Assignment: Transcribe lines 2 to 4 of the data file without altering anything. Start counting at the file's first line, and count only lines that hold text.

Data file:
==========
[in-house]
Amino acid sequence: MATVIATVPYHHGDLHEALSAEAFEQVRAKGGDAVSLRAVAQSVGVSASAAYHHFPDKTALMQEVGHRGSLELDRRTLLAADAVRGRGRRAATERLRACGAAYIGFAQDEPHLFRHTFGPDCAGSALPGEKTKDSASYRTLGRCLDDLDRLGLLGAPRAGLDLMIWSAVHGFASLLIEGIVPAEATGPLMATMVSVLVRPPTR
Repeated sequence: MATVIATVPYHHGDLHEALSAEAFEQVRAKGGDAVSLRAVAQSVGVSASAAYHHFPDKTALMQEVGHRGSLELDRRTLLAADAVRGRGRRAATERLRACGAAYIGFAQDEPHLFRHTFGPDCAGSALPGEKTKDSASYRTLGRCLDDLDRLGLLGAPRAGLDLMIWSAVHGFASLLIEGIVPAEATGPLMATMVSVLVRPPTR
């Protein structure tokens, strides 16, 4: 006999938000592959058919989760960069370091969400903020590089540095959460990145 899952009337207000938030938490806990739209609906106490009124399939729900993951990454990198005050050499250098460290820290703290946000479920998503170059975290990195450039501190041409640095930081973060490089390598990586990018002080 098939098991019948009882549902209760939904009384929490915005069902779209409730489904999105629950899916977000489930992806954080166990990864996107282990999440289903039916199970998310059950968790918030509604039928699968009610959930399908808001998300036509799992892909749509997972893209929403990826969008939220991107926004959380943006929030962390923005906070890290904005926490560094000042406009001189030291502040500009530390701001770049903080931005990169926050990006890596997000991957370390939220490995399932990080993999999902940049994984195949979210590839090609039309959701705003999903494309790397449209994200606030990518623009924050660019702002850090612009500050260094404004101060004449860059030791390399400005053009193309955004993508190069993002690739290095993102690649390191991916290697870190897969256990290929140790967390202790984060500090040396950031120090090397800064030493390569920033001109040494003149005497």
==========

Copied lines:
Amino acid sequence: MATVIATVPYHHGDLHEALSAEAFEQVRAKGGDAVSLRAVAQSVGVSASAAYHHFPDKTALMQEVGHRGSLELDRRTLLAADAVRGRGRRAATERLRACGAAYIGFAQDEPHLFRHTFGPDCAGSALPGEKTKDSASYRTLGRCLDDLDRLGLLGAPRAGLDLMIWSAVHGFASLLIEGIVPAEATGPLMATMVSVLVRPPTR
Repeated sequence: MATVIATVPYHHGDLHEALSAEAFEQVRAKGGDAVSLRAVAQSVGVSASAAYHHFPDKTALMQEVGHRGSLELDRRTLLAADAVRGRGRRAATERLRACGAAYIGFAQDEPHLFRHTFGPDCAGSALPGEKTKDSASYRTLGRCLDDLDRLGLLGAPRAGLDLMIWSAVHGFASLLIEGIVPAEATGPLMATMVSVLVRPPTR
């Protein structure tokens, strides 16, 4: 006999938000592959058919989760960069370091969400903020590089540095959460990145 899952009337207000938030938490806990739209609906106490009124399939729900993951990454990198005050050499250098460290820290703290946000479920998503170059975290990195450039501190041409640095930081973060490089390598990586990018002080 098939098991019948009882549902209760939904009384929490915005069902779209409730489904999105629950899916977000489930992806954080166990990864996107282990999440289903039916199970998310059950968790918030509604039928699968009610959930399908808001998300036509799992892909749509997972893209929403990826969008939220991107926004959380943006929030962390923005906070890290904005926490560094000042406009001189030291502040500009530390701001770049903080931005990169926050990006890596997000991957370390939220490995399932990080993999999902940049994984195949979210590839090609039309959701705003999903494309790397449209994200606030990518623009924050660019702002850090612009500050260094404004101060004449860059030791390399400005053009193309955004993508190069993002690739290095993102690649390191991916290697870190897969256990290929140790967390202790984060500090040396950031120090090397800064030493390569920033001109040494003149005497």